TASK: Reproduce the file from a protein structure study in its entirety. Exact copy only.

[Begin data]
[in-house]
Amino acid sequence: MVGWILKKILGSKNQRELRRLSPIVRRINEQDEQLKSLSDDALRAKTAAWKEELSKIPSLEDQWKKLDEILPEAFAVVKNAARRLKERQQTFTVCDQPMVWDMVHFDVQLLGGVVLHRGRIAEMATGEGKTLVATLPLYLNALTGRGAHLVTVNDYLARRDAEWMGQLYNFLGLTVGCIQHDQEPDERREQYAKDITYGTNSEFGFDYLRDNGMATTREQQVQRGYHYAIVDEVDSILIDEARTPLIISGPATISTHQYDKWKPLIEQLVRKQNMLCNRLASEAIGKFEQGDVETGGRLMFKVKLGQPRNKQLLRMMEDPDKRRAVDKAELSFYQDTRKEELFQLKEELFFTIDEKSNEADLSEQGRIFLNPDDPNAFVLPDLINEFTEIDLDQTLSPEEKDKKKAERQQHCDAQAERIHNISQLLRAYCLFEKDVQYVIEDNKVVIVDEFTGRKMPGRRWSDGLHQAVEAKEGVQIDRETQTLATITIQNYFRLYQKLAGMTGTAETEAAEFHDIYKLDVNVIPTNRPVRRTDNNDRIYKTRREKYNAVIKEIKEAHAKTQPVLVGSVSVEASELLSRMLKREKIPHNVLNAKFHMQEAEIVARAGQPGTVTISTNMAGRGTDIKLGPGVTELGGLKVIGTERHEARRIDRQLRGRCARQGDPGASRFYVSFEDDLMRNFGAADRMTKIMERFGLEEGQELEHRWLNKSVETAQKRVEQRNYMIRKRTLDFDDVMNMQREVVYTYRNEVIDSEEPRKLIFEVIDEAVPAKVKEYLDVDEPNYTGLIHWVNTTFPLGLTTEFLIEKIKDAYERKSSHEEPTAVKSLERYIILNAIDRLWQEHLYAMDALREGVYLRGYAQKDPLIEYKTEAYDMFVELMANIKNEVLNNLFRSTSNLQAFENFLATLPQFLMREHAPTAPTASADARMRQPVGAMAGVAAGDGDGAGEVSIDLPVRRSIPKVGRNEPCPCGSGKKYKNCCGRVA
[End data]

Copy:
[in-house]
Amino acid sequence: MVGWILKKILGSKNQRELRRLSPIVRRINEQDEQLKSLSDDALRAKTAAWKEELSKIPSLEDQWKKLDEILPEAFAVVKNAARRLKERQQTFTVCDQPMVWDMVHFDVQLLGGVVLHRGRIAEMATGEGKTLVATLPLYLNALTGRGAHLVTVNDYLARRDAEWMGQLYNFLGLTVGCIQHDQEPDERREQYAKDITYGTNSEFGFDYLRDNGMATTREQQVQRGYHYAIVDEVDSILIDEARTPLIISGPATISTHQYDKWKPLIEQLVRKQNMLCNRLASEAIGKFEQGDVETGGRLMFKVKLGQPRNKQLLRMMEDPDKRRAVDKAELSFYQDTRKEELFQLKEELFFTIDEKSNEADLSEQGRIFLNPDDPNAFVLPDLINEFTEIDLDQTLSPEEKDKKKAERQQHCDAQAERIHNISQLLRAYCLFEKDVQYVIEDNKVVIVDEFTGRKMPGRRWSDGLHQAVEAKEGVQIDRETQTLATITIQNYFRLYQKLAGMTGTAETEAAEFHDIYKLDVNVIPTNRPVRRTDNNDRIYKTRREKYNAVIKEIKEAHAKTQPVLVGSVSVEASELLSRMLKREKIPHNVLNAKFHMQEAEIVARAGQPGTVTISTNMAGRGTDIKLGPGVTELGGLKVIGTERHEARRIDRQLRGRCARQGDPGASRFYVSFEDDLMRNFGAADRMTKIMERFGLEEGQELEHRWLNKSVETAQKRVEQRNYMIRKRTLDFDDVMNMQREVVYTYRNEVIDSEEPRKLIFEVIDEAVPAKVKEYLDVDEPNYTGLIHWVNTTFPLGLTTEFLIEKIKDAYERKSSHEEPTAVKSLERYIILNAIDRLWQEHLYAMDALREGVYLRGYAQKDPLIEYKTEAYDMFVELMANIKNEVLNNLFRSTSNLQAFENFLATLPQFLMREHAPTAPTASADARMRQPVGAMAGVAAGDGDGAGEVSIDLPVRRSIPKVGRNEPCPCGSGKKYKNCCGRVA